Why the change? I wrote about this 2 years ago (Vitamin D, Infants and Teenagers) and, as far as I can tell, it’s not because there have been any new important studies.
Rather, it has just gotten clearer that vitamin D is good stuff; that when taken in infancy and childhood it promotes strong bones lasting into adulthood; that it may play a role in preventing such nasty adult diseases as diabetes and cancer; that it may bolster the immune system; and that it can lower the rate of hip fractures in the elderly (yes, Lord willing, some day your little one will be an old coot). Not bad for a long ignored vitamin!
At the same time, low vitamin D levels have been documented in about 40% of infants, children, and teenagers. Why?
- It’s well established that breast milk often doesn’t contain enough vitamin D to meet these requirements. This can be especially problematic in the dark winter months and with dark skinned infants (whose skin pigment repels the sunlight needed to make vitamin D in the body).
- To ingest the new recommended amount of vitamin D, a child would have to drink about a quart of vitamin D-enriched milk a day (or, to reprise an old childhood nightmare, a teaspoon of cod liver oil). Lots of luck!
- Most teenagers aren’t getting nearly enough vitamin D and there is reasonable evidence that adult bone hardness is related to vitamin D and calcium intake during the growth spurt of puberty.
- People with darker skin or those who take their doctor’s advice and avoid direct sun exposure, also can’t make enough vitamin D (it’s estimated you need 10-15 minutes of direct exposure without sunscreen a few days per week to do so – much more if your skin is dark).
In fact, many argue that 400 IUs is still too low a dose for older kids. I think they are right: it really doesn’t make sense that the recommendation is 400 IUs / day for everybody, whether you are a 6 pound baby or a 160 pound teenager. My guess is that in a few years they will bump up the recommendations for bigger kids, so stay tuned.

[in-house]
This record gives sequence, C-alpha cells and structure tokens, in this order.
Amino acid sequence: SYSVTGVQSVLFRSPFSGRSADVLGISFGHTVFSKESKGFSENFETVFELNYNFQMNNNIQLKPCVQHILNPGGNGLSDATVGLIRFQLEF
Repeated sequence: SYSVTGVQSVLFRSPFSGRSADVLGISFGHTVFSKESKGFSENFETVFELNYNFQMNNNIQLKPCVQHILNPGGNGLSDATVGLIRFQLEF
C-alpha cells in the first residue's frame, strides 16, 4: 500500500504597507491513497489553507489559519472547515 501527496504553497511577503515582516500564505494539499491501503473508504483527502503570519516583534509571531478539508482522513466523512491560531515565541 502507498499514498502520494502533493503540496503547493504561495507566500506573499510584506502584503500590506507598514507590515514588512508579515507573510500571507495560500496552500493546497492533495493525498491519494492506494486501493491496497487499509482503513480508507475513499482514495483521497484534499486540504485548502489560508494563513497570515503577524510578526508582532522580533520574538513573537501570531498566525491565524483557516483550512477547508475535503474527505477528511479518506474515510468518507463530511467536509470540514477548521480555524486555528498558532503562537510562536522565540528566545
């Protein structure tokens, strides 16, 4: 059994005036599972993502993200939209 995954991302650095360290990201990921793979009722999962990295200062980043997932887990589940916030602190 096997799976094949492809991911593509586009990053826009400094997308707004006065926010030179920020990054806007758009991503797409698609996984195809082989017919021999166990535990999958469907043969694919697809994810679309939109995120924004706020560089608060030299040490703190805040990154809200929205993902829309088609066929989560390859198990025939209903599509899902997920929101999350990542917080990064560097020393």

FAQs: What to make of these new guidelines?
Should I give my child vitamin D supplements?
Consult your pediatric provider about this, but I vote yes to 400 IUs /day, unless it’s clear your child is getting enough through his/her diet and/or sun exposure (or unless s/he needs more due to a chronic disease or medication).
What if my infant is breast fed?
Then it’s all the more important to add a daily supplement of vitamin D to avoid the problems associated with inadequate intake and poor sunlight exposure.
What if my baby is formula fed?
In that case there is no need to supplement since all formulas sold in the United States contain extra vitamin D.
How will I know if my baby might have rickets?
Rickets – due to inadequate vitamin D over a long time – causes soft bones. Mostly it is seen in dark-skinned, breast-fed babies with little direct sun exposure who are not taking supplemental vitamins. Rickets is diagnosed by an X-ray, at which time there may be excessive bowing of the legs and/or swelling of the wrists and ankles.
Should I give more than the recommended 400 IUs?
Vitamin D is great stuff, but there is an important catch: Too much can be harmful. Unlike vitamin C which is just peed out if taken in excess, vitamin D is stored in our fat tissues. Too much can lead to an overdose and serious medical problems, so it’s important to strike the right balance. 400 IUs may still be too little in older kids and teenagers but, until we know more, I’d err on the side of too little, rather than too much.
Dr. P’s Bottom Line
I think vitamin D supplementation is a good idea for infants, children, and teenagers. 400 IUs extra/day appears safe and may have important short-term and long-term benefits for your child. I say, go for it!